Changing Colors

Work the stitch prior to the color change right up to the last step in which you would normally draw the yarn through the loop(s) on your hook to complete the stitch.

To change colors, YO the hook with your new color and draw the new color through the remaining loop(s) on your hook, completing the stitch. You can then continue on to the next stitch in the new color.

Jogless Color Changes

When working color changes in the round, the colors will sometimes appear to "break" or "jog" into a step-like pattern from one round to the next. This can be undesirable for patterns with stripes (like the tiger). To help reduce the color jog, and to blend the beginning and end of your color changes, complete the last stitch of your round in the first color and then slip stitch in the front loop of the first stitch of the next round and pull firmly.

Working in the back loop of the same stitch, drop your first color and slip stitch with your new color. Pull yarn firmly, ch 1, and pull yarn firmly again.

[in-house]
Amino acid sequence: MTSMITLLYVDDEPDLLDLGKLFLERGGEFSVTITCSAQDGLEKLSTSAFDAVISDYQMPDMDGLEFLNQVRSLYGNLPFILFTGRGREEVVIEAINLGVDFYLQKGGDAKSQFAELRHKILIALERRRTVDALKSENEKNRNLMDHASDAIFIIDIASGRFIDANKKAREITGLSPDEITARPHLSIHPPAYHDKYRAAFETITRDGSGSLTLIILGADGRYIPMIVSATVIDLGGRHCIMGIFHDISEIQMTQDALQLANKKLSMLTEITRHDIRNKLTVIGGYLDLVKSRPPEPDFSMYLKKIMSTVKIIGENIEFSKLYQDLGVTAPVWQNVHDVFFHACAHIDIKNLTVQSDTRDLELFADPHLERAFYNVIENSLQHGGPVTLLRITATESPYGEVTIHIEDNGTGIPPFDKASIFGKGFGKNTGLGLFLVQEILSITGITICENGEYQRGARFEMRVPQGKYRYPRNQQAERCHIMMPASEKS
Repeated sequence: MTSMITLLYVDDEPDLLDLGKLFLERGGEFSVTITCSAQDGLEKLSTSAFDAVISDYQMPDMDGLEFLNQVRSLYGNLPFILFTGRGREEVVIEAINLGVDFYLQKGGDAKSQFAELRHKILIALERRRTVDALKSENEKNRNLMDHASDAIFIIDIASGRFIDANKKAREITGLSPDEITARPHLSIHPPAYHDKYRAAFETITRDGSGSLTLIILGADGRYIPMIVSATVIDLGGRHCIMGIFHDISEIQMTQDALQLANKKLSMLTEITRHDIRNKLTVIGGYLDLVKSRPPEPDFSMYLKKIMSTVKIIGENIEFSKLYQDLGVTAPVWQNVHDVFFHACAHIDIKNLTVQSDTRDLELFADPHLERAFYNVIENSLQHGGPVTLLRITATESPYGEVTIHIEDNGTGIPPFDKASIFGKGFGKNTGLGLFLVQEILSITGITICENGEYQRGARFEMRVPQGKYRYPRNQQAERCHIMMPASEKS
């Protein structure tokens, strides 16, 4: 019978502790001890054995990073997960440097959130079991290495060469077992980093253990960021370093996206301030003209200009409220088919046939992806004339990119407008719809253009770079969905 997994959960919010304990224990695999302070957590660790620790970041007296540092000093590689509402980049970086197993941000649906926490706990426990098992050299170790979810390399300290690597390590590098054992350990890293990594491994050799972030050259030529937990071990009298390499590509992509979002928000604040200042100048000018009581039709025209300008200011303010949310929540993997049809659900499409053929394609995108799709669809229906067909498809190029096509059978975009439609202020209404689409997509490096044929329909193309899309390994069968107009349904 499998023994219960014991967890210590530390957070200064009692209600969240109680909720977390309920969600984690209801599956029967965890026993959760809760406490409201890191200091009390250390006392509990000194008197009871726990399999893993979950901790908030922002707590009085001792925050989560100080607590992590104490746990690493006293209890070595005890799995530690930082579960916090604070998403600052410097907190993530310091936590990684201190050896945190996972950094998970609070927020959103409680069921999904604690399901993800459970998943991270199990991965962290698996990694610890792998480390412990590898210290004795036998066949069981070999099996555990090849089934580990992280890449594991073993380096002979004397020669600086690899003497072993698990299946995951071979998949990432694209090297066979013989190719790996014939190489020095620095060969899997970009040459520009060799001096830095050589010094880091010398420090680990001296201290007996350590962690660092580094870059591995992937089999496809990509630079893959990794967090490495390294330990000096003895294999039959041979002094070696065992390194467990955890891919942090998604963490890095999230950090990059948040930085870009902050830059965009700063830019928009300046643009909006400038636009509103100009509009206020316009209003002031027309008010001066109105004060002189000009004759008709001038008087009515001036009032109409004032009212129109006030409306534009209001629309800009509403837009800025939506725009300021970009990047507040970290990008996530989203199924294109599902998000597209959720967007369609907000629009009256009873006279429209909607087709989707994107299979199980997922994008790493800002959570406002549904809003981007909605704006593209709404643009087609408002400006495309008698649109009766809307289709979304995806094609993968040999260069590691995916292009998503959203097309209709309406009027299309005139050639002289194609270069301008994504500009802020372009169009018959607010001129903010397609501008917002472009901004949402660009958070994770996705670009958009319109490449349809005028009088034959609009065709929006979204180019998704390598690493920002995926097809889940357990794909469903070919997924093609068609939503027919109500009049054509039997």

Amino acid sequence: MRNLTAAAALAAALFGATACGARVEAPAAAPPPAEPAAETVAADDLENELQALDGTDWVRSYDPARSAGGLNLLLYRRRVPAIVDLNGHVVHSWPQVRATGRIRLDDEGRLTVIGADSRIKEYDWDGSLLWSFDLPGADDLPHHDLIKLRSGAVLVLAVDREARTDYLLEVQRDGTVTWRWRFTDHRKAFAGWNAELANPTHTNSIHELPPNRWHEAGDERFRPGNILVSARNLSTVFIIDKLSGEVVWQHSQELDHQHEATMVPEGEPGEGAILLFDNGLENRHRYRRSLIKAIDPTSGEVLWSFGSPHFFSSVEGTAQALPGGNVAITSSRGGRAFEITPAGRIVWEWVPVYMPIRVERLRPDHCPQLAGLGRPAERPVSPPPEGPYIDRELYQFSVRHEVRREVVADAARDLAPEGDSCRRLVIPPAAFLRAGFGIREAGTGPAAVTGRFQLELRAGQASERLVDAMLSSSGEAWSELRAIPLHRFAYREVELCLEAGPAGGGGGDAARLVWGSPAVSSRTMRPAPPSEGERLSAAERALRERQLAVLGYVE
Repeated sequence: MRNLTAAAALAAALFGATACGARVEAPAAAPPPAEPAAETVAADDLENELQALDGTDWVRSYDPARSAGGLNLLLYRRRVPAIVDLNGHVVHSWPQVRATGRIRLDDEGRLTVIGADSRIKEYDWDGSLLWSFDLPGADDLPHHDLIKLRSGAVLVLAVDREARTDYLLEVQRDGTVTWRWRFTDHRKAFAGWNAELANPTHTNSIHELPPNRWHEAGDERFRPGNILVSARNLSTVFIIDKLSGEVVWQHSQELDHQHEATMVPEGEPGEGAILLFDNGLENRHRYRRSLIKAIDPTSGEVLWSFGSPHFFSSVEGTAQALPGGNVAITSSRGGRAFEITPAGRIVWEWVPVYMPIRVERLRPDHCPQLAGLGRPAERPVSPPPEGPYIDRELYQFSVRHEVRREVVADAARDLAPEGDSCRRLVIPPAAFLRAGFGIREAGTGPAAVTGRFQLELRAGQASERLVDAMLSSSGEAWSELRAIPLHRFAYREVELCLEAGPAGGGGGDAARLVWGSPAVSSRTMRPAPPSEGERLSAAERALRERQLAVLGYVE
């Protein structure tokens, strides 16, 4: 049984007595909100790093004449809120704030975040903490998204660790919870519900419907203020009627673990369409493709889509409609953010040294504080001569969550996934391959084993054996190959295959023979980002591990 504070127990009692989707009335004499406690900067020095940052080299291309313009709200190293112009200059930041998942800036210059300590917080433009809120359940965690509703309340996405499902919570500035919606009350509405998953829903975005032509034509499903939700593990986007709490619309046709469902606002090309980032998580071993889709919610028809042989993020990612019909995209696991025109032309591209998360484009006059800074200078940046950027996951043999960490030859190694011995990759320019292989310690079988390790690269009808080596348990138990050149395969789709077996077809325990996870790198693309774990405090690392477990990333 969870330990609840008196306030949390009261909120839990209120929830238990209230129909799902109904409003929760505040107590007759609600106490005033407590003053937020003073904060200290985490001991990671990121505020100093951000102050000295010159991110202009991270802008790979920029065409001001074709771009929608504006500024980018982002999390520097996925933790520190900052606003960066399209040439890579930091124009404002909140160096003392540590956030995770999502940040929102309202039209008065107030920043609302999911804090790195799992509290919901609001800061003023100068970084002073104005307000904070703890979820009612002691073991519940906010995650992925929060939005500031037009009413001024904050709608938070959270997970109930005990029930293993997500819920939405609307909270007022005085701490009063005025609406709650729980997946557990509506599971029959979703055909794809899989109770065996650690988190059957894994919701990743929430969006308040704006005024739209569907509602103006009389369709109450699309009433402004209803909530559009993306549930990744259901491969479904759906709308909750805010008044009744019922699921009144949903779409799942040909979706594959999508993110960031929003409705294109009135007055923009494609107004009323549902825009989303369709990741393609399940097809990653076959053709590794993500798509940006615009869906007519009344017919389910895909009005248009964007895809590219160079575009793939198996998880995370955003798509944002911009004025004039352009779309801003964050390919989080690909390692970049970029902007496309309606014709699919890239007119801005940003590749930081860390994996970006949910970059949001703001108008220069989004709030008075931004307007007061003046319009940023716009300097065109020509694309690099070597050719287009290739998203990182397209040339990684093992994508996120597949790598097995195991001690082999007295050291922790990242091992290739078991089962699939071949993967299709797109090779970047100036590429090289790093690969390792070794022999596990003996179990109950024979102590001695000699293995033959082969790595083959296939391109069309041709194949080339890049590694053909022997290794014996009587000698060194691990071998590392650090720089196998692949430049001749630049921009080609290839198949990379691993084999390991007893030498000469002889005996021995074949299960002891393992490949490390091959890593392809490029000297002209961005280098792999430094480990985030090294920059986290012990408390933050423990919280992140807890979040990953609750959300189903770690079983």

Working in the next stitch, complete your first stitch as written. Place a marker if desired to help mark where your round begins. You will skip over the slip stitches and ch 1 when you are ready to begin the next round.

Please note that this technique will offset your round's first stitch.

Working in Surface Stitches

You can add details such as a lion's mane by crocheting directly onto the surface of your work.

To join your yarn to the surface of your work, select a starting location and insert your hook through a stitch loop on the surface of your work.

YO the hook with your working yarn and draw the hook back through the surface stitch to pull up a loop. Ch 1.

Work your first stitch in the same surface loop to begin your pattern (so, if your pattern begins with a single crochet stitch, you will work one single crochet stitch into your surface loop).

Continue to crochet your pattern into the surface loops of your work as written.

Assembly & Embroidery Stitches

Assemble and add finishing touches to your creations with a few simple sewing and embroidery stitches.

Whipstitch

Use this stitch to close seams and attach open edges on your work. Using your tapestry needle and yarn, draw your needle and yarn through your work and catch the edge(s) of the second piece you wish to sew in place. Pull the yarn through the edge(s) before drawing the yarn through your work again in a spiral-like motion. Continue until the seam is closed or the piece is attached.